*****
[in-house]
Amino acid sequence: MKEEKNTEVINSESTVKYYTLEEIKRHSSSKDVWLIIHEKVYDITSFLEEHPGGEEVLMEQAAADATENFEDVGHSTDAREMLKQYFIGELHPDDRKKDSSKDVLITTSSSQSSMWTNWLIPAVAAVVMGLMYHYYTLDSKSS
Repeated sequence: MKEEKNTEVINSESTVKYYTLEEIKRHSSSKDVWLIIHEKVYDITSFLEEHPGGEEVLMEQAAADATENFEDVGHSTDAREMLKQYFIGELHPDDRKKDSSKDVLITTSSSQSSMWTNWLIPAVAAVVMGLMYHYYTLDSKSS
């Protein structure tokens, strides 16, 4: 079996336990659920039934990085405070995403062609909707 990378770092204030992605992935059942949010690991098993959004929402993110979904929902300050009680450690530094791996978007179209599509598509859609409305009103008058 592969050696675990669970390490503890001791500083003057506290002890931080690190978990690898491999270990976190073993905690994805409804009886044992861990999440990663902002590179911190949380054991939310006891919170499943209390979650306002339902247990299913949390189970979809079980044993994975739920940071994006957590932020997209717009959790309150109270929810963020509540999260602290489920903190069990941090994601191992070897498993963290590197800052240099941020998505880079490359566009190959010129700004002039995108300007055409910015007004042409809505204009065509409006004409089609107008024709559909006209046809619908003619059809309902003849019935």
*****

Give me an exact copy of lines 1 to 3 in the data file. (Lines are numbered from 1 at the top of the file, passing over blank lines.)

[in-house]
Amino acid sequence: MKEEKNTEVINSESTVKYYTLEEIKRHSSSKDVWLIIHEKVYDITSFLEEHPGGEEVLMEQAAADATENFEDVGHSTDAREMLKQYFIGELHPDDRKKDSSKDVLITTSSSQSSMWTNWLIPAVAAVVMGLMYHYYTLDSKSS
Repeated sequence: MKEEKNTEVINSESTVKYYTLEEIKRHSSSKDVWLIIHEKVYDITSFLEEHPGGEEVLMEQAAADATENFEDVGHSTDAREMLKQYFIGELHPDDRKKDSSKDVLITTSSSQSSMWTNWLIPAVAAVVMGLMYHYYTLDSKSS